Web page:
After a time, Ibrāhīm's rule became unpopular because his taxes were heavy and because he tried to disarm and conscript the population. The European powers (except France) also objected to Egyptian rule in Syria because it was a threat to the Ottoman Empire, the weakness or disintegration of which might cause a European crisis. In 1839 war broke out between Muḥammad ʿAlī and his suzerain, the sultan. Ibrāhīm defeated the Ottoman army, but in 1840 the European powers intervened. After an ultimatum, a British, Ottoman, and Austrian force landed on the Syrian coast; the British encouraged a local insurrection, and the Egyptians were forced to withdraw from Syria, which reverted to the sultan's government.

Ottoman rule restored
      The next 20 years were a period of mounting crises. Lebanon became the scene of a struggle for power between Druzes (Druze) and Maronites (Maronite church), with undertones of social conflict. In Syria an attempt was made to apply the new Ottoman administrative system. But the new system of taxation and conscription caused unrest. This situation was worsened by the growth of European influence; the Muslim majority became aware of Ottoman vulnerability to European aggression, and the connection of France with the Catholics and of Russia with the Orthodox both encouraged the minorities to hope for a more favourable position and focused on them the hostility of their Muslim compatriots. There was also economic unrest. European goods flooded the market and replaced some of the products of local craftsmen. This diminished the prosperity of the artisan class, largely Muslim, but increased that of the import merchants, mainly Christians and Jews.

      The tension thus generated burst forth in 1860 when a civil war of Druzes and Maronites in Lebanon touched off a massacre of Christians by Muslims in Damascus. The Ottoman government sent a special commissioner to punish the guilty and suppress disorder, and to firmly establish Istanbul's authority. France sent an expeditionary force, and a European commission discussed the future of the country, coming to the conclusion that Lebanon (the mountain itself but not the coastal towns) should be an autonomous district (mutaṣarrifiyyah) but that no change should be made in Syria.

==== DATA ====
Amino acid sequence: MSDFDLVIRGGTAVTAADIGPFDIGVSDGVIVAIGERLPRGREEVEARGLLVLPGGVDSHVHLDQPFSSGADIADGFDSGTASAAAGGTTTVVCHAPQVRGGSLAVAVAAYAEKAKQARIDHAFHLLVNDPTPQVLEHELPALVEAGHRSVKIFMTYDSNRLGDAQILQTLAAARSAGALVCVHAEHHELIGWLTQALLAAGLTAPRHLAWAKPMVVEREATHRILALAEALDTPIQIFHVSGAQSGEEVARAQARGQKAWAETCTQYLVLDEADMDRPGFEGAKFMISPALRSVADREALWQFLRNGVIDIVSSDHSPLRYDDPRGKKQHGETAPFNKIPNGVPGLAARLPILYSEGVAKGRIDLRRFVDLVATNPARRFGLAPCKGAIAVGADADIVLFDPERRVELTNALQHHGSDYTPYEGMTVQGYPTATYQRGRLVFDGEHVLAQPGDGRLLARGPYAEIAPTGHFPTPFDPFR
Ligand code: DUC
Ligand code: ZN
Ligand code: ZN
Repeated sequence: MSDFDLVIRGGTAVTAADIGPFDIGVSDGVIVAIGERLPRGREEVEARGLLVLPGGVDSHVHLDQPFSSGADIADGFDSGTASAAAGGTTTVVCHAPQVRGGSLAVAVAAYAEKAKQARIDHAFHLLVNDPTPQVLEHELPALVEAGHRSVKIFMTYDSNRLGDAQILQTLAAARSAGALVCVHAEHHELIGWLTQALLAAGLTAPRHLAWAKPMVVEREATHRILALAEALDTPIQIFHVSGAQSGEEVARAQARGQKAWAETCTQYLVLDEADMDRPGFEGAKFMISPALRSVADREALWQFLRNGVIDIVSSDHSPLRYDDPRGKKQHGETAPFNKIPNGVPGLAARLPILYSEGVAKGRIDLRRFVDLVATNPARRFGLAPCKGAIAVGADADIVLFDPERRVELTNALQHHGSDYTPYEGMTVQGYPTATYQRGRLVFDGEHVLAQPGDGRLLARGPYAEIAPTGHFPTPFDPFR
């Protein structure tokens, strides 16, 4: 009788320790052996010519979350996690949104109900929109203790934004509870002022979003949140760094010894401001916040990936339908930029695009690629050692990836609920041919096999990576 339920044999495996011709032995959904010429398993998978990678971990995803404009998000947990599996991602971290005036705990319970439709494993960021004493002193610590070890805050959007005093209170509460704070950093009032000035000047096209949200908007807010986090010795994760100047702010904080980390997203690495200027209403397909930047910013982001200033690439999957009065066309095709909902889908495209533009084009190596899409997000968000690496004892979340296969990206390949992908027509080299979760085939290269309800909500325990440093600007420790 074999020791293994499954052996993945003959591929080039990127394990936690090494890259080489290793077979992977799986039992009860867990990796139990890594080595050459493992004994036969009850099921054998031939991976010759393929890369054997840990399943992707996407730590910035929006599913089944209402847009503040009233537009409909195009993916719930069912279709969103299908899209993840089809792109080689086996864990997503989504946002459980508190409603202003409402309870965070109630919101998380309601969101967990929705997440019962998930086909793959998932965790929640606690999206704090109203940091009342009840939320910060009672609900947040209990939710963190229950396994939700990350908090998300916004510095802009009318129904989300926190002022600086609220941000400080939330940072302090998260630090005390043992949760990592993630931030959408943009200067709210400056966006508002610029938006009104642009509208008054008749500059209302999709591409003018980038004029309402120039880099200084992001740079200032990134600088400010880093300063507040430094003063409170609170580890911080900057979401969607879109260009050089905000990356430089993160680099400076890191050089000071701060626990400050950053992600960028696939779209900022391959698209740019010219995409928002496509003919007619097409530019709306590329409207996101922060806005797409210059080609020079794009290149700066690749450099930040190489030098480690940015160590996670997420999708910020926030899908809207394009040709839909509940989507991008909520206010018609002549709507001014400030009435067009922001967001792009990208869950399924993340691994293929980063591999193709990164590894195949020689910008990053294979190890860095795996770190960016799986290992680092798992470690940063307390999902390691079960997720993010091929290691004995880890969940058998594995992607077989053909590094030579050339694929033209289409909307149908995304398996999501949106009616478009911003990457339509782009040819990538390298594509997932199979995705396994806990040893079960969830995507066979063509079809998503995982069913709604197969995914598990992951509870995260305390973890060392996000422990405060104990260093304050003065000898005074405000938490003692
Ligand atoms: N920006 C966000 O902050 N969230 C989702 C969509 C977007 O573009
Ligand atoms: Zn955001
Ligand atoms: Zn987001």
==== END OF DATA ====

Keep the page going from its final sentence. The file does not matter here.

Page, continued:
From then until the collapse of the Ottoman Empire, Syria continued to be governed as a group of Ottoman provinces. From 1888 there were three: Damascus, Aleppo, and Beirut. The new administrative and legal system was more carefully applied, and a new type of educated official gradually raised its standards. The introduction of railways and telegraphs made possible a stricter control. A French-built railway linked Beirut and Damascus, with a later extension running north to Aleppo, and in 1908 the Hejaz Railway was opened to take pilgrims from Damascus to Medina. Railways and better security encouraged agriculture. Aleppo (population about 200,000) and Damascus (250,000) both had a flourishing trade, but the crafts declined, and the desert routes suffered from the opening of the Suez Canal.

      In the cities there was a considerable change in social life. The upper and middle classes adopted the clothes and social customs of western Europe, and Western-style schools flourished. In 1866 the American Protestant Mission opened in Beirut the Syrian Protestant College (later the American University of Beirut (Beirut, American University of)), and in 1881 the French Jesuits opened the Université Saint-Joseph in the same town. The Ottoman government opened schools, and young men of the great Arab families of the towns began to attend the higher schools in Constantinople and to go on to civil or military service.

      Under Sultan Abdülhamid II (1876–1909) the Muslim Arabs of Syria were reasonably content. Syrian Arabs played a leading part at the sultan's court and Abdülhamid lavished patronage on Sufi orders. His emphasis on Islamic solidarity fostered obedience to the sultan as a religious duty. There also appeared a dissident current of Salafi Islamic reform allied to the Ottoman constitutional movement. The Salafis favoured a return to pristine Islam as a way to purify ritual and allow flexible adaptation to modern political and technological advances.

      After the Young Turk (Young Turks) revolution of 1908, relations between Arabs and Turks grew worse. Power fell into the hands of a Turkish military group whose policy stimulated the growth of opposition. Arab nationalist and Syrian patriotic feeling became more conscious, and political parties, both open and secret, were organized by Syrians in Cairo, Constantinople, and Paris, as well as in Syria itself.